By February 2008, the company had transformed the newspaper's examiner.com domain into a national hyperlocal brand with local websites throughout the United States.

  Independent ownership
Clarity Media sold the Examiner to San Francisco Newspaper Company LLC in 2011. The company's investors included then-President and Publisher Todd Vogt, Chief Financial Officer Pat Brown, and David Holmes Black. Early, incorrect media reports stated that the paper was purchased by Black's company Black Press. In 2014, Vogt sold his shares to Black Press. Contemporary issues of the Examiner are as short as 12 pages total, front and back pages included.

Editions
In the early 20th century, an edition of the Examiner circulated in the East Bay under the Oakland Examiner masthead. Into the late 20th century, the paper circulated well beyond San Francisco. In 1982, for example, the Examiner's zoned weekly supplements within the paper were titled "City, "Peninsula," "Marin/Sonoma" and "East Bay." Additionally, during the late 20th Century, an edition of the Examiner was made available in Nevada which, coming out in the morning rather than in the afternoon as the mothership San Francisco edition did, would feature news content from the San Francisco edition of the day before ~ For instance, Tuesday's news in the Nevada edition that came out on Wednesday ~ but with dated non-hard news content ~ comic strips, feature columnists ~ for Wednesday.

From Wikipedia, the free encyclopedia 
 
 
 
"San Francisco Chronicle"
 

The San Francisco Chronicle is a newspaper serving primarily the San Francisco Bay Area of the U.S. state of California, but distributed throughout the state from the Sacramento area and Emerald Triangle south to Santa Barbara County. It was founded in 1865 as The Daily Dramatic Chronicle by teenage brothers Charles de Young and Michael H. de Young.

 

San Francisco Chronicle cover, April 22, 1906
 
 
The paper is currently owned by the Hearst Corporation, having bought it from the de Young family in 2000.

The paper benefited from the growth of San Francisco and was the largest circulation newspaper on the West Coast of the United States by 1880. Like many newspapers, it has experienced a rapid fall in circulation in the early 21st century, and was ranked 24th by circulation nationally for the six months to March 2010. The newspaper publishes two web sites: SFGate, which has a mixture of online news and web features, and sfchronicle.com which more closely reflects the type of articles that typically appear in print.

From Wikipedia, the free encyclopedia

 
 
 
1865
 
 
Union stockyards open at Chicago
 
 
 
1865
 
 
First woman, Maria Mitchell, appointed as professor of astronomy, Vassar College
 
 
Mitchell Maria
 

Maria Mitchell, (born Aug. 1, 1818, Nantucket, Mass., U.S.—died June 28, 1889, Lynn, Mass.), first professional woman astronomer in the United States.

 

Maria Mitchell, US astronomer and pioneer of women's rights, from a portrait by H. Dassell, 1851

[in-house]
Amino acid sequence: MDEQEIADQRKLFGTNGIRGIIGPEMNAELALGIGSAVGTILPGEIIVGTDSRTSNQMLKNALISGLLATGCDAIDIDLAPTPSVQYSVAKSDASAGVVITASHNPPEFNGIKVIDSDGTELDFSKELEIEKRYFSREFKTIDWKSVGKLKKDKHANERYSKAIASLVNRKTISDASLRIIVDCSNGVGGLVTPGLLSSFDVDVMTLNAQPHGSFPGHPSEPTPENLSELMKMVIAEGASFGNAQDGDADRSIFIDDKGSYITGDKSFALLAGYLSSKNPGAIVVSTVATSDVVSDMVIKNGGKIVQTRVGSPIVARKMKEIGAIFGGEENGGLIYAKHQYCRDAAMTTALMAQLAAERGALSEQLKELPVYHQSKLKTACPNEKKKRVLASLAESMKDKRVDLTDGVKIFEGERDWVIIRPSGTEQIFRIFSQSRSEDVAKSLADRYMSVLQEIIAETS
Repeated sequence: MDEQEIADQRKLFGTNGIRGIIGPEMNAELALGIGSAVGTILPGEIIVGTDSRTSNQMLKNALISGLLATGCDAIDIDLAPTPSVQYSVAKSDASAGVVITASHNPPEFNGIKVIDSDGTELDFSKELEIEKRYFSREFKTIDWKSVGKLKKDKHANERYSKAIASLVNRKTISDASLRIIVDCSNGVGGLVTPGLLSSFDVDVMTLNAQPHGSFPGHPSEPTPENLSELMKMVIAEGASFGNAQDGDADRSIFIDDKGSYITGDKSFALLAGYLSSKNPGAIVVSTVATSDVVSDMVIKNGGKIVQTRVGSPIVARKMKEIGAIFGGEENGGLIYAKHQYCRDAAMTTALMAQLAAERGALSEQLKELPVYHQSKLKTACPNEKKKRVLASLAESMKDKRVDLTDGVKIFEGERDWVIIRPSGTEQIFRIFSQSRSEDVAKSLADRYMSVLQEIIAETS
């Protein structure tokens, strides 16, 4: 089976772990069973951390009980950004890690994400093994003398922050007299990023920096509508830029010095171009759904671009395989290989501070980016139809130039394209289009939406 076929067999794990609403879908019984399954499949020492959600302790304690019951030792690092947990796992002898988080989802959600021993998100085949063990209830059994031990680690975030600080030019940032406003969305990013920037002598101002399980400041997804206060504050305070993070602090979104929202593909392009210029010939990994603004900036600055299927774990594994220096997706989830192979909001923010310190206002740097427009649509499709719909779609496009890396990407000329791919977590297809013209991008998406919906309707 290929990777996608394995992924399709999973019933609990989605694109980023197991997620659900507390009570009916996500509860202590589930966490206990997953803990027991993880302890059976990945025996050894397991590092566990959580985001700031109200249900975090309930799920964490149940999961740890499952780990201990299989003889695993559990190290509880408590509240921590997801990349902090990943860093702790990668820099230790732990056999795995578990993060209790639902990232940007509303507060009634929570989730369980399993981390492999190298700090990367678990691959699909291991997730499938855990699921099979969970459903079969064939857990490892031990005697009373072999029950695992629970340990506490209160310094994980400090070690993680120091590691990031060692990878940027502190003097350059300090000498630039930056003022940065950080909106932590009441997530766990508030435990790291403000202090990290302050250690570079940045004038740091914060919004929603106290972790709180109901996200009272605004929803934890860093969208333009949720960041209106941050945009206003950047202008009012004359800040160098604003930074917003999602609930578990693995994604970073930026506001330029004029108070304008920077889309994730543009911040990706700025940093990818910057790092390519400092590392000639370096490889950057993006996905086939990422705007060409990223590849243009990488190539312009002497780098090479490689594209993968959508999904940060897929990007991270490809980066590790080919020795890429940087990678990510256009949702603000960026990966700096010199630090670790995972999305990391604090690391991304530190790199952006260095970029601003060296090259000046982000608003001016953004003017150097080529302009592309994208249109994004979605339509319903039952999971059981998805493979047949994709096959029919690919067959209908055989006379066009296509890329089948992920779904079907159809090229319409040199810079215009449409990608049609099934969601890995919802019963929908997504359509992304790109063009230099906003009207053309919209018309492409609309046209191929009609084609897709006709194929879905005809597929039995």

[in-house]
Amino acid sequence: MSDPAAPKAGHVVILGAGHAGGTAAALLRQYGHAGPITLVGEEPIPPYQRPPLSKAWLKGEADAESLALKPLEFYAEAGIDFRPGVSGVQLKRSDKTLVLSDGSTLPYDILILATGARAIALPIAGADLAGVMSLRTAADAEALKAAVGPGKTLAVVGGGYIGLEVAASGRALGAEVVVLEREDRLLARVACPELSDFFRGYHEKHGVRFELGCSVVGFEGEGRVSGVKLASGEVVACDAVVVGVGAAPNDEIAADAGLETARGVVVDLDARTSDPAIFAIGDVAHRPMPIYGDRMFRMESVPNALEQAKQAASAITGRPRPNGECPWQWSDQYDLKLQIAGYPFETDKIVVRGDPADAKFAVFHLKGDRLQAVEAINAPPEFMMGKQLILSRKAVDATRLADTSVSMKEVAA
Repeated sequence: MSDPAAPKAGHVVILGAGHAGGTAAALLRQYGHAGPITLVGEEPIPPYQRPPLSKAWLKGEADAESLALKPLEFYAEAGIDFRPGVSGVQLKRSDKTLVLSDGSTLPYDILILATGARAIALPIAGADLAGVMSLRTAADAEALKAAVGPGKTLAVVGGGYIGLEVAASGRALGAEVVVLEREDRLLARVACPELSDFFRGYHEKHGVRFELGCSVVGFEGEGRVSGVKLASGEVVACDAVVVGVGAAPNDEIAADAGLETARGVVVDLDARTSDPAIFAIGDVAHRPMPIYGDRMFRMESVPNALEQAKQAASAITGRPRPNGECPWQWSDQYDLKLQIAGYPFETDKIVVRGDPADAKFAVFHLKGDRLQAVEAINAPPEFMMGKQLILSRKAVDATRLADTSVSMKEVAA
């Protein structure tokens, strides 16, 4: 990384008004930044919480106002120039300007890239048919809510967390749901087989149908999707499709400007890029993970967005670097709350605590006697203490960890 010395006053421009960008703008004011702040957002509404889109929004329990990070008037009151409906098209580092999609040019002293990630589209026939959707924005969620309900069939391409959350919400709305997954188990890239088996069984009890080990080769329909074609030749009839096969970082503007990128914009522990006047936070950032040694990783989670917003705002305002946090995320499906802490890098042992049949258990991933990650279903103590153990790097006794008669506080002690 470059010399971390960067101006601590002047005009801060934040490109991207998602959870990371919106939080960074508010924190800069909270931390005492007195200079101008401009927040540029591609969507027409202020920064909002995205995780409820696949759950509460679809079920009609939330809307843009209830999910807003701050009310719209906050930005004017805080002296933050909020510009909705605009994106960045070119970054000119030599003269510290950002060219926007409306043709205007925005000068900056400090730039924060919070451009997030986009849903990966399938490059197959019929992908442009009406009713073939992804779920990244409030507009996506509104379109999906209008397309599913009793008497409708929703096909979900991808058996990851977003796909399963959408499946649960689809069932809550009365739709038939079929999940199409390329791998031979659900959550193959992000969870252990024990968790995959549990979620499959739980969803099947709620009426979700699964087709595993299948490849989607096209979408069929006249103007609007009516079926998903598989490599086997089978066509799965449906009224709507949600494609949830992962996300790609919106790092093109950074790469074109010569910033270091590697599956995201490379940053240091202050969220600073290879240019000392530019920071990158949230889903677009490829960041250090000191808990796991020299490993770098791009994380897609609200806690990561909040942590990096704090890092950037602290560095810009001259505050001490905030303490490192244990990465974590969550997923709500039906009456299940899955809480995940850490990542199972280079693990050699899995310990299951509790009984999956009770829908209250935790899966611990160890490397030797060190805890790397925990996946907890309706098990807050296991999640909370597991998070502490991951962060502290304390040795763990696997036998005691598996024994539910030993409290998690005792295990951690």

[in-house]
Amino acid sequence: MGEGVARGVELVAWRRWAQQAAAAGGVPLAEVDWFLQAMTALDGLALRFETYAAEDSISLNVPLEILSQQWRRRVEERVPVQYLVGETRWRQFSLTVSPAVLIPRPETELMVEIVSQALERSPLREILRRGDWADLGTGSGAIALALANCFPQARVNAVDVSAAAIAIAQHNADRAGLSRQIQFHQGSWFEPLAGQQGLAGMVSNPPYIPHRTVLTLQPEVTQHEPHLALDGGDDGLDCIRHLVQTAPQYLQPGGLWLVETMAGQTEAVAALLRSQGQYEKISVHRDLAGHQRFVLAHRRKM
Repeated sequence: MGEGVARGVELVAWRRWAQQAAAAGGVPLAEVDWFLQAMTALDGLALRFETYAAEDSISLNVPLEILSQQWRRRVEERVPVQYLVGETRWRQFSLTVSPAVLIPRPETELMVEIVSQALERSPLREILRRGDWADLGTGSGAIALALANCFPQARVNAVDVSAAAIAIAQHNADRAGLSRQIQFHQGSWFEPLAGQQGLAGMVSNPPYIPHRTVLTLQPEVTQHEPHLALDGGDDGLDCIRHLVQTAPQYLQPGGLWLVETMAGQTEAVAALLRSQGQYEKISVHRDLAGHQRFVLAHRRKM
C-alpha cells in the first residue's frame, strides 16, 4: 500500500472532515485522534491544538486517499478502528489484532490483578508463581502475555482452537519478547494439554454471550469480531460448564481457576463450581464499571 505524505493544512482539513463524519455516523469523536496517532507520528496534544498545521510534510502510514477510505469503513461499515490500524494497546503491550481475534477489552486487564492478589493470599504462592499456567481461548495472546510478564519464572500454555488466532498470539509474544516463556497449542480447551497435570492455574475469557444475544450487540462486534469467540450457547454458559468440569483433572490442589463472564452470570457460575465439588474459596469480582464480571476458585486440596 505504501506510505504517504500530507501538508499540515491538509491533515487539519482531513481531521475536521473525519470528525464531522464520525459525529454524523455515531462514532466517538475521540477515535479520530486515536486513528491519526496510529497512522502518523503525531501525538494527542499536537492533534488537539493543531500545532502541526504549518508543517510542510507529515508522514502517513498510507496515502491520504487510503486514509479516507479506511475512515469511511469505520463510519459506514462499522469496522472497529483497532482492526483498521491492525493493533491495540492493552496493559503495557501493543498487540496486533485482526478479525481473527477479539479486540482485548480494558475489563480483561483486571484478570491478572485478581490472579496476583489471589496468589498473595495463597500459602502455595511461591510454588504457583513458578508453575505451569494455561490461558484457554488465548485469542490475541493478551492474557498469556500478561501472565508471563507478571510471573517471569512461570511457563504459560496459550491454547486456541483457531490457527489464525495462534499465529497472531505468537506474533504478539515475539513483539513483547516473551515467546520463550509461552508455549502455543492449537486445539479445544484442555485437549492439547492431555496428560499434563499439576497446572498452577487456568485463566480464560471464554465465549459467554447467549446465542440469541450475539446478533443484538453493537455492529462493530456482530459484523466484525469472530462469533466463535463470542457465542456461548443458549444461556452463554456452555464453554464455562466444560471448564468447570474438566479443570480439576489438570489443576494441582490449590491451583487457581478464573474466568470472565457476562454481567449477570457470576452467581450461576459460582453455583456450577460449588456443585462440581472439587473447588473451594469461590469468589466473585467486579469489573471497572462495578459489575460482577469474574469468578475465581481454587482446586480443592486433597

Mitchell was educated in schools on her native Nantucket, Massachusetts, including the one conducted by her father. Her interest in astronomy was stimulated by her father, who let her assist in his work of rating chronometers for the Nantucket whaling fleet and who encouraged her independent use of his telescope.
From 1836 to 1856 she worked as a librarian in the Nantucket Atheneum during the day (often acting as an informal teacher) and became a regular observer of the skies at night.

In October 1847 Mitchell succeeded in establishing the orbit of a new comet. The discovery gained her immediate recognition in scientific circles; the following year she became the first woman elected to the American Academy of Arts and Sciences.

In 1849 she was appointed a computer for the American Ephemeris and Nautical Almanac, and the next year she was elected to the American Association for the Advancement of Science. A gift of a large equatorial telescope was arranged by a group of prominent American women led by Elizabeth Peabody in 1858.

Mitchell’s accomplishments were subsequently kept in the public eye by feminists, and from 1857 to 1858 she traveled in Europe, meeting many leading scientists. In 1861 she moved with her widowed father to Lynn, Massachusetts.

 
 
Reluctantly, but encouraged by her father, Mitchell accepted an appointment in 1865 to Vassar Female College, which opened that year in Poughkeepsie, New York. As director of the observatory and professor of astronomy there, she was, in those early days, the most prominent member of the faculty. Several of her students, who included Christine Ladd-Franklin and Ellen Swallow (Richards), later testified to the great influence she had as a teacher and as an example.

Mitchell pioneered in the daily photography of sunspots; she was the first to find that they were whirling vertical cavities rather than clouds, as had been earlier believed. She also studied comets, nebulae, double stars, solar eclipses, and the satellites of Saturn and Jupiter. Elected to the American Philosophical Society in 1869, she helped found the Association for the Advancement of Women (1873) and served as its president (1875–76). Mitchell retired from Vassar in failing health in 1888 and died the next year.

Encyclopædia Britannica
 
 
 

 
 
CONTENTS
  BACK-1865 Part III NEXT-1866 Part I